Jagged Alliance 2: Gold Pack was published by Strategy First on August 6, 2002 and adds the improvements of Unfinished Business to the final release of Jagged Alliance 2. The Unfinished Business and a scenario editor are also included in the package. The Gold Pack is typically considered the go-to version of the game for modding and replayability purposes, due to the relatively poor quality and commercial support of Wildfire and Flashback.
Gold Pack introduces notable changes to the difficulty setting. The player choosing an advanced difficulty level may also decide to make the player turns timed and whether to disallow saving during combat, as opposed to the original Jagged Alliance 2, which set these settings automatically.
Jagged Alliance 2: Wildfire was published by i-Deal Games in 2004 as an official expansion pack by Strategy First. The game's source code was also published in the package, under a license permitting non-commercial use.
Comparing to the original Jagged Alliance 2, Wildfire has not altered the game engine or controls. The focus was instead directed into designing revamped environments, new items and stronger enemies. This presents players with a more challenging campaign, however the goals and progression remain the same. In terms of the gameplay features, the game remains almost unchanged.
A renewed commercial release of Wildfire, dubbed version 6, through European publisher Zuxxez Entertainment in the spring of 2005 saw the Jagged Alliance series staying on shop shelves more than five years after the debut of its second iteration. Wild Fire version 6 contains changed sourcecode, a tweaked graphics engine that allows for a higher resolution, introduces new mercenaries and increases squad size from 6 to 10.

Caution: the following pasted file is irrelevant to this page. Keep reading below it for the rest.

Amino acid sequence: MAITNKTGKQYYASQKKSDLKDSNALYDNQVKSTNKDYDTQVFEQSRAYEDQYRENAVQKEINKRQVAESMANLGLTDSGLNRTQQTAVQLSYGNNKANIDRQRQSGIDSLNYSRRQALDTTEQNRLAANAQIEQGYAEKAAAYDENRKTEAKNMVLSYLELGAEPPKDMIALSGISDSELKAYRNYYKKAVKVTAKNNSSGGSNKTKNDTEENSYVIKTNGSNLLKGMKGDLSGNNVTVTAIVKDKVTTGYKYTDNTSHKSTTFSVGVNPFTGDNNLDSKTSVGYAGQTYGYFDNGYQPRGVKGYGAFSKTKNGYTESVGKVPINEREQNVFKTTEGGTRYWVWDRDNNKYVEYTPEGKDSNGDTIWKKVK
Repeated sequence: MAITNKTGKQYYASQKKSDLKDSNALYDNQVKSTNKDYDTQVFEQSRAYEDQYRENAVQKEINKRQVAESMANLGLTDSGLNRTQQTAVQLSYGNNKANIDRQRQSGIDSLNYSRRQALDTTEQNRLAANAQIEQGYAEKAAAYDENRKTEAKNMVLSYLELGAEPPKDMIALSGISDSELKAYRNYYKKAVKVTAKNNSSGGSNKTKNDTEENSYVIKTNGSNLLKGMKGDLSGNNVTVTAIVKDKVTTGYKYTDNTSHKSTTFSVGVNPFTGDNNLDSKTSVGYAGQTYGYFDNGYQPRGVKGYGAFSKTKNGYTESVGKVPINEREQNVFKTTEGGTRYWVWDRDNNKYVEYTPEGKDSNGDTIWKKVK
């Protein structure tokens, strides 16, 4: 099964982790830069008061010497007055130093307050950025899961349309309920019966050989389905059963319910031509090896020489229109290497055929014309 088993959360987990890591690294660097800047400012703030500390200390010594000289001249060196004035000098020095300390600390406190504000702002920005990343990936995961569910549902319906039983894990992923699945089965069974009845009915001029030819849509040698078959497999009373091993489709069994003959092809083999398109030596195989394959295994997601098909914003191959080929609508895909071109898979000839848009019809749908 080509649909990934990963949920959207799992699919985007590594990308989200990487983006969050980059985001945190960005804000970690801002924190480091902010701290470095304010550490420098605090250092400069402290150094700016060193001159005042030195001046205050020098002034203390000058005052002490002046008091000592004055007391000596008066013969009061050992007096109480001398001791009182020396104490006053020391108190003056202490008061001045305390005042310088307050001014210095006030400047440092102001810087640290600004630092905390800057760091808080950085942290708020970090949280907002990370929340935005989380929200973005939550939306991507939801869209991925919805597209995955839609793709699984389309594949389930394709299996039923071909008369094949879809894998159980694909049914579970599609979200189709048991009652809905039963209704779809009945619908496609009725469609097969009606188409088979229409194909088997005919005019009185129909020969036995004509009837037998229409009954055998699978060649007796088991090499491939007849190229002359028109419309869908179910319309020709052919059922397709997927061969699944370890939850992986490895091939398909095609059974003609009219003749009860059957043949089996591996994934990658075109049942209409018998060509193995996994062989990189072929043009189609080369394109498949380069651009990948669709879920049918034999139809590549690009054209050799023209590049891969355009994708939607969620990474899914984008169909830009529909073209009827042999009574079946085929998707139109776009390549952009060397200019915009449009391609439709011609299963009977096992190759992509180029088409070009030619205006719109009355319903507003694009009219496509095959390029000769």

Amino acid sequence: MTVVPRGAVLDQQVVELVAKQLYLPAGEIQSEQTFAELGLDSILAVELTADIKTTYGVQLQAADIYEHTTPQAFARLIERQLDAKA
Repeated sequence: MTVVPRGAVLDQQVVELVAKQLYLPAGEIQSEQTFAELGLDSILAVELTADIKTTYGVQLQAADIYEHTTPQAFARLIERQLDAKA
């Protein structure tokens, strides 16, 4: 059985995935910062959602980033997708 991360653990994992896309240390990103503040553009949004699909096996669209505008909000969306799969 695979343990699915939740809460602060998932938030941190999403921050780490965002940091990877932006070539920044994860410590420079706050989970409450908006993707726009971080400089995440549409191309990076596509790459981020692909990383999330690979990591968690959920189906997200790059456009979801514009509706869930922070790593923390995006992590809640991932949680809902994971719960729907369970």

Wildfire is also available on Steam, and through it on Mac OS.
Jagged Alliance 2 became a commercial success, and according to designer Ian Currie was the second-largest hit ever published by TalonSoft. By October 1999, Udo Hoffman of PC Player reported that its sales had surpassed 100,000 units, and that German publisher TopWare was pleased with the returns. It debuted at #1 in April 1999 on Germany's computer game sales charts, and held the position the following month, before falling to ninth in June. It claimed 14th for July. PC Data, which tracked sales in the United States, estimated that Jagged Alliance 2 had sold 24,500 units by 2006. For its global sales, Pelit's Niko Nirvi reported that "estimates of sales bounced between 150,000–500,000." He remarked that team member Chris Camfield placed its sales at 300,000 units by 2006, a figure that Nirvi said "sounds credible".
Jagged Alliance 2 received a score of 85.09% from review aggregation website GameRankings. GameSpot praised its non-linear gameplay, freedom of action and variety of tactics, mercenary character traits, while IGN highlighted its story-telling and role-playing, detailed world, challenging opponents and excellent audio. Computer Gaming World presented the game Editor's Choice award, and Jeff Green described it as a hardcore game, praising its selection of mercenaries, replay value, and combat planning although noted AI was not very intelligent and graphics weren't strong.